An Unconventional Plan for Building a Business

March 19, 2021

Book Reviewed by Taylor Berrett

Entrepreneurship has long been an essential keystone to the American dream, with motivated individuals throughout history deciding to pursue their business dreams and eventually achieving what none thought possible.

But it seems that the pursuit of entrepreneurial success in America has hit a fever pitch over the last couple of decades, with more and more people looking to unlock the secrets of successful businesses through an endless and ever-growing list of self-help books, motivational speeches, and ‘hidden secrets’ of entrepreneurial mastery.

In many ways, The Soul-Sourced Entrepreneur is the antithesis and the antidote to this endless march. Author Christine Kane, a once-songwriter who later founded the multimillion-dollar coaching company Uplevel You, endeavors to ‘show a new class of entrepreneurs another way.’ Her book is written as a counterargument to the idea that to succeed in business, one must act, think, behave, and structure their day a certain way.

The result is a refreshingly original book that doesn’t feel like any of the business self-help tomes that have come before.

Success While Staying Yourself

When The Soul-Sourced Entrepreneur really shines is when it’s turning historically accepted notions about what business owners are supposed to be on their head. Kane is an excellent critic of current motivational literature trends, from the hype-driven pleadings to ‘Crush It!’ or the profanity-laden self-help books that have recently become all the rage. 

Kane offers an alternative view to the idea that successful entrepreneurs must tap into this universal set of qualities that makes a great businessperson. Instead, she compellingly argues that there’s no one right way to be a successful businessperson. The key isn’t to be ‘strategy-obsessed, data-driven, and relentlessly aggressive.’ The key, according to Kane, is to connect with our inner motivations and strengths, then turn them into a path to success without losing sight of who we are.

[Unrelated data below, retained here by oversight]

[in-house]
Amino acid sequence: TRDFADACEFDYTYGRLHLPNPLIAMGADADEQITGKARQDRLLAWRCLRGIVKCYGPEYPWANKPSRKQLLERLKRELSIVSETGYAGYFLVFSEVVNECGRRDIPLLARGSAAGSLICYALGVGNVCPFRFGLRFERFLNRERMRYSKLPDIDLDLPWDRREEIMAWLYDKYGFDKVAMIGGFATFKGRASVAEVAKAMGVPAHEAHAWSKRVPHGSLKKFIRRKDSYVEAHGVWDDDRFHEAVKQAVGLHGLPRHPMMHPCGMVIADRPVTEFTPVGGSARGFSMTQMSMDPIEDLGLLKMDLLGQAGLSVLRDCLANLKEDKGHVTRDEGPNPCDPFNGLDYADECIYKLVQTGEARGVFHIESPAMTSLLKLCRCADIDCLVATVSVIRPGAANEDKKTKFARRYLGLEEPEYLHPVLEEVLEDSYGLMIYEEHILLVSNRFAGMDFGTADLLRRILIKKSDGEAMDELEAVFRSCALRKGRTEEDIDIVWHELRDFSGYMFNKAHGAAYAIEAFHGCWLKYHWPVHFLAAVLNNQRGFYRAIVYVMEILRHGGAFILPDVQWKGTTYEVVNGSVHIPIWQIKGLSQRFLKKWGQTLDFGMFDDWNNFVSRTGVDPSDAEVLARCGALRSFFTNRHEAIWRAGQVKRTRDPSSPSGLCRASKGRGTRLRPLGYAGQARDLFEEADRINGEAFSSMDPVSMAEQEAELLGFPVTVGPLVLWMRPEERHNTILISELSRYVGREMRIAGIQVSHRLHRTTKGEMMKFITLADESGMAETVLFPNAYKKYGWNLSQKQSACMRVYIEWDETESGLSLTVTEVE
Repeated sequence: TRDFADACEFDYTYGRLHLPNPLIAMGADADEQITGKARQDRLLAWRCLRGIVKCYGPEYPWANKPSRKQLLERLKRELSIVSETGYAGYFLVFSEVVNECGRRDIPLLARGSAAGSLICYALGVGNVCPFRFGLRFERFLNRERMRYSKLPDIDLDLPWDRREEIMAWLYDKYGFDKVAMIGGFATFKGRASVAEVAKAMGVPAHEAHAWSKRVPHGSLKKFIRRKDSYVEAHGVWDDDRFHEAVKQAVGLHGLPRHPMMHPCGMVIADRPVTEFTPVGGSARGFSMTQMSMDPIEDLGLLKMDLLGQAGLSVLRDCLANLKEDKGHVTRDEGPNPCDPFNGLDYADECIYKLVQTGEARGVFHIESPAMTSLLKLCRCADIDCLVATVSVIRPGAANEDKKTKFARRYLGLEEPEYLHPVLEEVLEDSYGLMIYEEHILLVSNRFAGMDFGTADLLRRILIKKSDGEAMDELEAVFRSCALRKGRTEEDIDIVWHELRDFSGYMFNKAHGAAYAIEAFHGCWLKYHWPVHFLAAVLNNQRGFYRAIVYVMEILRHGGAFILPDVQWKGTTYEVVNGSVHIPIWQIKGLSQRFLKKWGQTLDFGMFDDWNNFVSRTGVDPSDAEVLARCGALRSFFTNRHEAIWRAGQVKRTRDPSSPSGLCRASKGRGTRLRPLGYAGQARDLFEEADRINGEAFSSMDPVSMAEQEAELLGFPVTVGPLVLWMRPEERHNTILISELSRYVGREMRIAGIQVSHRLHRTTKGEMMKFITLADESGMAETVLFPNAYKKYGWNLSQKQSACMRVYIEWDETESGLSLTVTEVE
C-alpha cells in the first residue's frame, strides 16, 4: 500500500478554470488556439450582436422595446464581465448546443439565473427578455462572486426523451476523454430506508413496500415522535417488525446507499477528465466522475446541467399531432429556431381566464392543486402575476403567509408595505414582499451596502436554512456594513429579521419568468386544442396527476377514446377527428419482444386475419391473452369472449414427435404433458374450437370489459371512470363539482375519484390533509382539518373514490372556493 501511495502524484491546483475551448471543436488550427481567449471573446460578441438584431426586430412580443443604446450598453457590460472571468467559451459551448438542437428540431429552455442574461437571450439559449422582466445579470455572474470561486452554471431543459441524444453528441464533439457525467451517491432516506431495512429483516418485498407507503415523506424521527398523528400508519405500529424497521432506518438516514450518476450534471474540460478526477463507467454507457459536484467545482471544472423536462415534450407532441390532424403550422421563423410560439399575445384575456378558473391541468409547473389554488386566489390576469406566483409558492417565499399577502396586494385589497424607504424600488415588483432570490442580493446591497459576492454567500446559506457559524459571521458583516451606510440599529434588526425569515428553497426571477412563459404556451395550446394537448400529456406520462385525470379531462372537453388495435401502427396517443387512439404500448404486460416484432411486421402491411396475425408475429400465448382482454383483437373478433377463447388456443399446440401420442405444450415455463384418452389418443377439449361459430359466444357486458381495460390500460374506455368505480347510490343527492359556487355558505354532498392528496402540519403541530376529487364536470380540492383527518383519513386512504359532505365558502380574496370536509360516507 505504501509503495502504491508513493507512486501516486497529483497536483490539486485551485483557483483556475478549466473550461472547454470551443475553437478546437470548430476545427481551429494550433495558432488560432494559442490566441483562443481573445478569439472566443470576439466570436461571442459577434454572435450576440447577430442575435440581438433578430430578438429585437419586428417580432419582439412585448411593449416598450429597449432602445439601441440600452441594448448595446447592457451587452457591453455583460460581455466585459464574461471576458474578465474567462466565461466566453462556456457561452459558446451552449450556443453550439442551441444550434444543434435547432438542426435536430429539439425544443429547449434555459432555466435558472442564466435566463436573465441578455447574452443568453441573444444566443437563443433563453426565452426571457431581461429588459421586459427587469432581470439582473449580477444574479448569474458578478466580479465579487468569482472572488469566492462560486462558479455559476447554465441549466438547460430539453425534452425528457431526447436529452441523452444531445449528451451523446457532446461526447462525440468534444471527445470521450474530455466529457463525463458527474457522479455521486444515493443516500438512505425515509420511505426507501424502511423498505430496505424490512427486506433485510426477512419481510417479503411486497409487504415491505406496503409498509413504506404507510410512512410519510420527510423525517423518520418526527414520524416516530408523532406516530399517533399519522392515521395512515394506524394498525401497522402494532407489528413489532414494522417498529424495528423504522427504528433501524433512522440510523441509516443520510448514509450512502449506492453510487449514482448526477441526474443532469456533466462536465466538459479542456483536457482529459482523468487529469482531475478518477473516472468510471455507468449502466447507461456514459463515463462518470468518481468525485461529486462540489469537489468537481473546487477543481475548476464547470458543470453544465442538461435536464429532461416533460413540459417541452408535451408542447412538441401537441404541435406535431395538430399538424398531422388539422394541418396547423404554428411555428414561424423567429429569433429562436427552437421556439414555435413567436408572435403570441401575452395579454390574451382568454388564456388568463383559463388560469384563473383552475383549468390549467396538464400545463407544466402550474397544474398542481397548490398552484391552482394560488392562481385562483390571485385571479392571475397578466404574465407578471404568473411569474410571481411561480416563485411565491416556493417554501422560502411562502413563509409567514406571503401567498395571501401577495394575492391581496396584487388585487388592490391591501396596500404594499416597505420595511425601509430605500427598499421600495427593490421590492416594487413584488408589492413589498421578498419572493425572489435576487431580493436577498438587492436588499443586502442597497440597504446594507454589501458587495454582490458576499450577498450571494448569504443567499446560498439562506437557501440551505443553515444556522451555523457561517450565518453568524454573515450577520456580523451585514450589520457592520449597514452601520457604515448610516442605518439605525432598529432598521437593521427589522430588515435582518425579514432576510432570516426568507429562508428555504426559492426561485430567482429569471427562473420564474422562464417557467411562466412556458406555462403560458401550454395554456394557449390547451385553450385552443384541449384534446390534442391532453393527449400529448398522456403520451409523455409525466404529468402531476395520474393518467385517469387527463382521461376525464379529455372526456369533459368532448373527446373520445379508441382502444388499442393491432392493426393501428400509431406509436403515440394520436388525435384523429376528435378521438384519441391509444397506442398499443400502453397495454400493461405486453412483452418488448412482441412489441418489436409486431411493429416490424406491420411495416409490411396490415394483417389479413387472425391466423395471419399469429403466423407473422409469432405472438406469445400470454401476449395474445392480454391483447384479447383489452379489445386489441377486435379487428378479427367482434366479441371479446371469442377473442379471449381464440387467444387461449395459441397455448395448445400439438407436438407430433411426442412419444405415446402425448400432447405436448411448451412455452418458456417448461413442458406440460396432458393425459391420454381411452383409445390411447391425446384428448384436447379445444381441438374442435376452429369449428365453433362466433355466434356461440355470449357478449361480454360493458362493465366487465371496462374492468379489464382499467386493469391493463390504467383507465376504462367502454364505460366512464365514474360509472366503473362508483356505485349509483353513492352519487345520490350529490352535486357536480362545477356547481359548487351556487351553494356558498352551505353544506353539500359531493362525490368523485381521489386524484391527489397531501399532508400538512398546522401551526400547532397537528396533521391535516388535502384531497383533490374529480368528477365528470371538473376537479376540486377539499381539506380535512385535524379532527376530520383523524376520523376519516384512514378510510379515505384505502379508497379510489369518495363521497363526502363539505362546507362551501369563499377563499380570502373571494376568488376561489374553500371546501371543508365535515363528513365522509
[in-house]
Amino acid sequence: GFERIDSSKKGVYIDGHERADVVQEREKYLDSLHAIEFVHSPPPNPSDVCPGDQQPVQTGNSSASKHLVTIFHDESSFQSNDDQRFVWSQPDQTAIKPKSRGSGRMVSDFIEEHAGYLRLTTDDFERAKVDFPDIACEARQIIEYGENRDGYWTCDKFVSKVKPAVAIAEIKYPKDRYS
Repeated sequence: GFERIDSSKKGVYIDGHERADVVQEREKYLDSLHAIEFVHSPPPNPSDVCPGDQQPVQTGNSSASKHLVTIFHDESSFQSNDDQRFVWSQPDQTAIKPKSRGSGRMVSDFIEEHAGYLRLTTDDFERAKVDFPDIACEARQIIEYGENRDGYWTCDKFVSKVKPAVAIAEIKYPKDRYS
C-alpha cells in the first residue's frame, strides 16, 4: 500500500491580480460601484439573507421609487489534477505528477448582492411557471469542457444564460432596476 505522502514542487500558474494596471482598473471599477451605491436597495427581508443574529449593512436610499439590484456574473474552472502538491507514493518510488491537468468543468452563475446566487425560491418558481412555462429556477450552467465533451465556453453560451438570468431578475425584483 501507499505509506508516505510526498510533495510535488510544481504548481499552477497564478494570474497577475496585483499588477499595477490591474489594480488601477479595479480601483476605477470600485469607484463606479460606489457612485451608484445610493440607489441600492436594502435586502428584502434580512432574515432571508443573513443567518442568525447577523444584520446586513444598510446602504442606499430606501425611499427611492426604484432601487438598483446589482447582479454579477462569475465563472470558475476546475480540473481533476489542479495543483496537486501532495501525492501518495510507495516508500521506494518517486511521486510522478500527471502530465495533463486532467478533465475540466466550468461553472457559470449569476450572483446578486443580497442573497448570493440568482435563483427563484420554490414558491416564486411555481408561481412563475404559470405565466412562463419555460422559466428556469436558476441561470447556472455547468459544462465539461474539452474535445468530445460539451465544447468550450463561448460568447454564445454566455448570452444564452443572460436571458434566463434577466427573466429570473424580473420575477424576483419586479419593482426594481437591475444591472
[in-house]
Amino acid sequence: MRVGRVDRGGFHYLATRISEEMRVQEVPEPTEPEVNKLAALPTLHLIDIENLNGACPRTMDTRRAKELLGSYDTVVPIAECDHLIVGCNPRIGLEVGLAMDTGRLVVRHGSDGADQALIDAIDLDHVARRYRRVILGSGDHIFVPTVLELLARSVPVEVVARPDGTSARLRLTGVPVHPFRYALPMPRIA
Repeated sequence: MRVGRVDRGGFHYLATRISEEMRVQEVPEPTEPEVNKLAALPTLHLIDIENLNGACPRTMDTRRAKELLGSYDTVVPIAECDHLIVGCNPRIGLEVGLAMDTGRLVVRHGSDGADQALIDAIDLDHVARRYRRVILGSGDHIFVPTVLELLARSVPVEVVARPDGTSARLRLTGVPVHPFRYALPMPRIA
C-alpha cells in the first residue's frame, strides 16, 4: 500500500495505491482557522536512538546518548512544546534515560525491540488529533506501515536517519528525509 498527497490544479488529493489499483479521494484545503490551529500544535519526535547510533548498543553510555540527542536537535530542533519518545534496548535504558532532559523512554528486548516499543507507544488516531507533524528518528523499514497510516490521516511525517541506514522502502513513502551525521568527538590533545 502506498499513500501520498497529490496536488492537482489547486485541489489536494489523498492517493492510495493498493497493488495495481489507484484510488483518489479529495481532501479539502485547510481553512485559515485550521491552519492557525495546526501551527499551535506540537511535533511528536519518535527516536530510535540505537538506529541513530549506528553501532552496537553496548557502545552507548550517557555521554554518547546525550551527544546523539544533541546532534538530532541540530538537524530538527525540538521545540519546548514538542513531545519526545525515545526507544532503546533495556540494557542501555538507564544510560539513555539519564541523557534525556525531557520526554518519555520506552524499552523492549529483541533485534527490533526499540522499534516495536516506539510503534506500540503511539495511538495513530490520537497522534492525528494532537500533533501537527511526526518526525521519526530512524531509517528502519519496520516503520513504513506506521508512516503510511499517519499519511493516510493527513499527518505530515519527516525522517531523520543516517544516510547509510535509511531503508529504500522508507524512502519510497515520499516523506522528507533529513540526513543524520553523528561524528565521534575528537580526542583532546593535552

As for whether Kane effectively communicates how readers are supposed to do that— she’s largely successful across The Soul-Sourced Entrepreneur’s 280 pages of insights, anecdotes, and inspiring almost-sermons on the importance of trusting in your instincts versus trying to fit yourself into the ‘entrepreneur’ mold.

Reframing ‘Flaws’ as Assets

While The Soul-Sourced Entrepreneur is much more than just a ‘rah-rah’ pep talk about getting out there and ‘making things happen,’ it would be a waste to ignore just how effective it is as a piece of powerful motivation— especially for those who don’t fit the traditional entrepreneurial mold.

In fact, Kane argues quite compellingly that the attributes often seen as weaknesses in business— sensitivity, vulnerability, and empathy— are actually powerful strengths when used in the right context.

Importantly, Kane doesn’t just make these claims— she backs them up with evidence, from research to powerful anecdotes from her own experience which she delivers with storytellers flair.

Overall, The Soul-Sourced Entrepreneur is well worth reading, even if only to experience a break from the hacking, shortcutting, and manipulation espoused by far too many modern business books currently dominating shelves worldwide.


Taylor Berrett

Taylor Berrett is a Contributing Writer at Soundview. He is also a freelance writer, editor, and host of the podcast Alone in a Room. His other book reviews can be found here.